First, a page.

Type to search

The Clean Team

Share

Ever wonder who cleans up crime scenes, traffic accidents, or decomposing bodies discovered days or weeks after death? How about houses piled floor-to-ceiling with garbage? Although breezily depicted in the recent film Sunshine Cleaning, this work is no walk in the (Hollywood) park. It requires the fortitude of an EMS worker and the tact of a funeral director. Fortunately, West Saugerties resident Raquel Steinlage-Pallak and her husband/partner-in-crime-cleanup, Ian, have experience being both.Beginning in high school as a volunteer for the Miami-Dade Crime Scene Unit, Raquel’s journey into this enigmatic world took several turns. She was a mortician, funeral director, and a death investigator; she also graduated with a degree in social work/criminal justice. “It’s difficult dealing with relatives of people who die suddenly or violently,” she says. “They want answers right away, and contrary to popular TV shows, results for some tests can take months.”While in Florida, she became aware of several crime-scene cleaning companies, and it seemed a viable career option. When she realized that no one was offering bio-recovery (as the process is called) in Ulster County, she began thinking about starting her own company. “Many people thought it was ghoulish,” she remembers. “But from our perspective, it’s a service.” She and Ian decided to move forward, and created Ulster Biorecovery, LLC in 2008.“You can’t just call a housecleaning service to clean up crime scenes,” states Raquel. Unfortunately, it turns out you probably can, but shouldn’t — due to federal, state, and local guidelines for handling medical waste. As a homeowner, landlord, or employer, you’re responsible for any pathogens left behind which can cause sickness months or even years later.“Upon arrival, it’s critical to establish when the incident occurred, other hazards at the site, items of sentimental or financial value that need to be salvaged, and the presence of free roaming pets that may have spread contamination,” Raquel summarizes. After suiting up in protective gear, the couple documents the scene with photos, sketches, and video. A staging area for equipment is set up just beyond the area to be cleaned. Work progresses from the most contaminated area to the least. Vomit in a police car takes a couple of hours to clean; a decomposed body can take up to two weeks or more to disinfect and deodorize; the process often entails almost complete inside demolition, right down to the wall studs and trusses.Raquel recalls their first job was a “trash” house, which was occupied by a family. It was filled with garbage and had no working bathroom, which she says is often more psychologically upsetting than an actual crime scene. Ian agrees: “You’d never think in a million years that parents could treat their own kids that way.” Yet, they have to remain neutral. “You’re not there to judge a situation, you’re there to do your job and clean it up,” he explains. Other jobs have included a fire in a house where an elderly woman had hoarded everything (including trash) and owned about 50 feral cats. Garbage was literally piled up to the ceiling. Ian says a “viscerally shocking” job involved the suicide of a young man, who shot himself in the shower. A decomposed body in the Bronx wasn’t discovered for two weeks. “This man lived in this boarding house for 10 years and died in his room. The landlord couldn’t even remember his first name.” Raquel shakes her head. “That’s what we encounter.”The work is both emotionally and physically demanding. Donning Tyvek coveralls, gloves, boots, and respirators slows them down. Special equipment — ozone generators (for big stinks), ultra low volume foggers (to dispense disinfectants in tiny particles), and an automatic pressure washer — is used to tackle tough jobs. There’s some low-tech stuff, too. “Our handy-dandy blood detector, like on CSI, is just hydrogen peroxide that bubbles on contact with blood,” laughs Raquel. Paper towels and shovels are often used to clean up large amounts of blood.Raquel has some advice for those considering bio-recovery as a career. “Have a passion for it because it’s a lot of work. The key is to restore the environment and make it safe. And remember, you’re also emotionally restoring it, too.”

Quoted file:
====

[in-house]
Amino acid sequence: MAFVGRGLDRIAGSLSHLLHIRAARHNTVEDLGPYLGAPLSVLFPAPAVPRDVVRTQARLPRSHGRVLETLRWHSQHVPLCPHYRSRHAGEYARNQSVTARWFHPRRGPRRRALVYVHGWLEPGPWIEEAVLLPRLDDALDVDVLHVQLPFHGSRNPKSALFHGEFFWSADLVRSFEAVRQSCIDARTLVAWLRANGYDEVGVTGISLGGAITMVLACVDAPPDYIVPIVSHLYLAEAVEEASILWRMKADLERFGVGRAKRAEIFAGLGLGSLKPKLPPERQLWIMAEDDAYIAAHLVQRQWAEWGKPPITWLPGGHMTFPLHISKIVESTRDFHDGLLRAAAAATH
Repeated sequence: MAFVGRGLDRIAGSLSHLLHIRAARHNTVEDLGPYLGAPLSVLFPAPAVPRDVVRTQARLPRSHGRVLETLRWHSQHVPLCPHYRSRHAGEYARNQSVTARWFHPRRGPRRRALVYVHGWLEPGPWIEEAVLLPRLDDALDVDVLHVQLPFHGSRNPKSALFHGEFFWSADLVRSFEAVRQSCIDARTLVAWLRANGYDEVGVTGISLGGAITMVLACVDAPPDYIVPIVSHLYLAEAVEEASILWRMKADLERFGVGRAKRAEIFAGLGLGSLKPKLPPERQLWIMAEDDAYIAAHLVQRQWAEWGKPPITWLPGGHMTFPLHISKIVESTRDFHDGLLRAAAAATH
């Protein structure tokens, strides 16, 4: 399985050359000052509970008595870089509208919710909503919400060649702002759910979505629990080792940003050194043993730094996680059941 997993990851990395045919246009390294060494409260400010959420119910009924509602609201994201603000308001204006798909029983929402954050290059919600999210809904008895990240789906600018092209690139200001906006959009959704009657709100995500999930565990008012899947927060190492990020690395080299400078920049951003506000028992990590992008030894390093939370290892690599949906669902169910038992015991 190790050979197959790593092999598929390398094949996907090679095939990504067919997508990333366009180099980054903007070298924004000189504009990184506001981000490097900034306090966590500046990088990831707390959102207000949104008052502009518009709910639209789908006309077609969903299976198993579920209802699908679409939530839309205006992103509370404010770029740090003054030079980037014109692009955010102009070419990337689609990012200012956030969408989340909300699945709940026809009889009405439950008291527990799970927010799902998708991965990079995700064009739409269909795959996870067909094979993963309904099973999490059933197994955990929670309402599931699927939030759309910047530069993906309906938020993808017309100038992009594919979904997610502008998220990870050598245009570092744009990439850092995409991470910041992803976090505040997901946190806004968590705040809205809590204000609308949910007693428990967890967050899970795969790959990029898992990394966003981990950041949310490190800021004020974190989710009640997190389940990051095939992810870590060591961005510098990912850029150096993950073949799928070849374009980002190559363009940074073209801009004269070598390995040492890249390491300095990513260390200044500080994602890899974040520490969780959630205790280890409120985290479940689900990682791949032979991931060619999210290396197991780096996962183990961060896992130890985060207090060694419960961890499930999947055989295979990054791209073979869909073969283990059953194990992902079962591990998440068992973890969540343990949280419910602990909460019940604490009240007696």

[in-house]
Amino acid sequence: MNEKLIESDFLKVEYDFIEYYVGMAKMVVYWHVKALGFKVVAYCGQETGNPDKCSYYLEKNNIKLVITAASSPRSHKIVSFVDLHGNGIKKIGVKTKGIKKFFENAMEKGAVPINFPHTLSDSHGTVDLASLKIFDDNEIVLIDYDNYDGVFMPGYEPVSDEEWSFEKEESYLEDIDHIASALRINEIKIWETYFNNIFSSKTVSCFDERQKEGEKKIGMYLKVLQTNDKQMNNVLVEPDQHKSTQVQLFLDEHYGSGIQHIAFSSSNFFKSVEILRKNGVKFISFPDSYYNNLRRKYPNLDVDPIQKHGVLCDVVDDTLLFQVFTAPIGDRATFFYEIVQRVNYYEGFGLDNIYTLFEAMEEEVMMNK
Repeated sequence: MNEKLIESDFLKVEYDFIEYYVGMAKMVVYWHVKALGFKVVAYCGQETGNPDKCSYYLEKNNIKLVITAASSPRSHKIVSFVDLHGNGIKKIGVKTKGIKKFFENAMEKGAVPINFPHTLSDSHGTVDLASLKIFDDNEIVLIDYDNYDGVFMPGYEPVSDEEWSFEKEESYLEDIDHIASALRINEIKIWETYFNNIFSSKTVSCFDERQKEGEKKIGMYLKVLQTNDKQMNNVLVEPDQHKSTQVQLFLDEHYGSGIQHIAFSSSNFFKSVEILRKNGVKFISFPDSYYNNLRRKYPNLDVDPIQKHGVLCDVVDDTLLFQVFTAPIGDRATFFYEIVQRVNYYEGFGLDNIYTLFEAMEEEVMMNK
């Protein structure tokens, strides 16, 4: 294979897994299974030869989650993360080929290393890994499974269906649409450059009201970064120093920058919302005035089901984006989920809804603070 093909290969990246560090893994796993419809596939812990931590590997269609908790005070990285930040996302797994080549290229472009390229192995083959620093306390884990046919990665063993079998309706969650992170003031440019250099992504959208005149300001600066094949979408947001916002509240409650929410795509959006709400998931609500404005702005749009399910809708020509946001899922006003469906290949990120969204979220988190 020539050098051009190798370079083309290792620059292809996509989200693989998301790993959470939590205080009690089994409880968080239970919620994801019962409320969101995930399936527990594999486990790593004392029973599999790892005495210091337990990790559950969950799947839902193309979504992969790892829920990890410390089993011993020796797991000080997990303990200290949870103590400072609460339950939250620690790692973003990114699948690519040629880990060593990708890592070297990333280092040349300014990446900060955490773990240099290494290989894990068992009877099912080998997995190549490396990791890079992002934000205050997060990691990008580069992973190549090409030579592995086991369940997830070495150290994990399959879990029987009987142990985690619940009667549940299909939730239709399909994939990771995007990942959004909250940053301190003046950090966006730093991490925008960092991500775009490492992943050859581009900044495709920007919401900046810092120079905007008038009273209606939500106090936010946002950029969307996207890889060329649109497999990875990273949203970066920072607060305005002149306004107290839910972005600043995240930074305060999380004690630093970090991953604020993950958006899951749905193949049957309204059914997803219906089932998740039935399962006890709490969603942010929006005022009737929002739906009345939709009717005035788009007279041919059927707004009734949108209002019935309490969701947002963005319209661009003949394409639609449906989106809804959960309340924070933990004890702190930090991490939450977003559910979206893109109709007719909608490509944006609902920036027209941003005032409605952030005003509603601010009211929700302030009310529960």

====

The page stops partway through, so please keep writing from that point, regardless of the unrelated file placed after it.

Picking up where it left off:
ulster bio recovery Ready for anything: Raquel Steinlage-Pallak and Ian Pallak, in their work clothes

Photograph by Nina Flanagan

Previous Article
Next Article
;